The Big Pharma Dilemma: Develop New Products or Promote Existing Ones
Nature Reviews Drug Discovery, 2009
Big Pharma should take a closer look at their dosage of R&D spending on new drugs versus marketing existing ones, according to new research by Professor Prasad Naik. Pharmaceutical companies face the dilemma of how much to invest in developing new drugs and promoting existing ones.
Since the 1970s publicly traded drug companies have decreased their manufacturing costs from 43% of sales to 23%, they have increased investment in marketing products already on the market from 32% to 39% and increased investment in R&D from 5% to 17%. The relative emphasis on innovation compared with marketing depends on how these activities affect the short-term profitability and the long-term value of the company.
Naik’s article, “The ‘Big Pharma’ Dilemma: Develop New Drugs or Promote Existing Ones?” was published in the June 2009 issue of Nature Reviews. He co-authored the paper with Professor Dan Weiss at the Leon Racanati Graduate School of Business Administration at Tel Aviv University, and Associate Professor Ram Weiss of the Department of Human Nutrition and Metabolism at the Braun School of Public Health in Jerusalem, Israel.
Their article explains that drug development is a lengthy and risky process that yields a small number of profitable products. So, it is no surprise that since the 1970s companies have chosen to boost short-term profits by spending more resources on marketing rather than R&D. Relying on valuation theory and linear regression, Naik et al. analyzed how investment in R&D or marketing already proven products affect companies’ long-term value in the market.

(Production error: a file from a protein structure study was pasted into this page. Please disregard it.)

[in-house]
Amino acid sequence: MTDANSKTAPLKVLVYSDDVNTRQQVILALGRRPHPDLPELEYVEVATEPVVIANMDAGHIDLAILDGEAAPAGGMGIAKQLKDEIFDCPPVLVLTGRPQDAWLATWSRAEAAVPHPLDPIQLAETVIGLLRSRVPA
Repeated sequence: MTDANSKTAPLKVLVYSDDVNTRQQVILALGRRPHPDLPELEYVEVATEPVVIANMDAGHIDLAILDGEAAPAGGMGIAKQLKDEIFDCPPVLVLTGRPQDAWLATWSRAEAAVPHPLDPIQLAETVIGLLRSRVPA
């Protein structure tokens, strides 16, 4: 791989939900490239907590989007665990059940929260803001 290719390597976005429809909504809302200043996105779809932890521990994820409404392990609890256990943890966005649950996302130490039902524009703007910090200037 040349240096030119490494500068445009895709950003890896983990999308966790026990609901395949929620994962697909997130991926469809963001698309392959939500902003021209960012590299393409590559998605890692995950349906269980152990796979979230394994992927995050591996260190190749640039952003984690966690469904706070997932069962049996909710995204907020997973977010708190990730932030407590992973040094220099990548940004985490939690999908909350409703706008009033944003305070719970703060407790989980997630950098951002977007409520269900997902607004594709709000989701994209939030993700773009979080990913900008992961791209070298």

According to the authors, one indicator of long-term value is through stock investors’ expectations of future company performance. They discovered that increased spending in R&D had a positive impact on stock price values, increasing the long-term value of the company. On the other hand, investing more in marketing existing products had a negative effect on the long-term value of the company.
Naik et al. also found that yearly profits, or short-term gains, were positively affected by investment in both R&D and marketing. Their analysis indicates that investments in promoting existing products have opposing effects: they increase annual profits, but decrease long-term company value. Naik and his co-authors conclude: “Overall, we hope that this analysis might encourage further investment in R&D to address the decline in innovation, as it indicates that investments in R&D benefit not only patients’ health, but also investors’ wealth.”
Naik was quoted in a July 27, 2009, The New York Times article titled “Lawmakers Seek to Curb Drug Commercials.” Naik defended the call to empower the Food and Drug Administration to bar consumer advertisements for new drugs for an initial period after the F.D.A. approves them — until there has been more real-world experience with the medications. Because health problems with new pills sometimes emerge several years after the drugs go on the market, critics react more strongly to drug ads than to ads for products like cars or alcohol whose risks are known, Naik told the Times.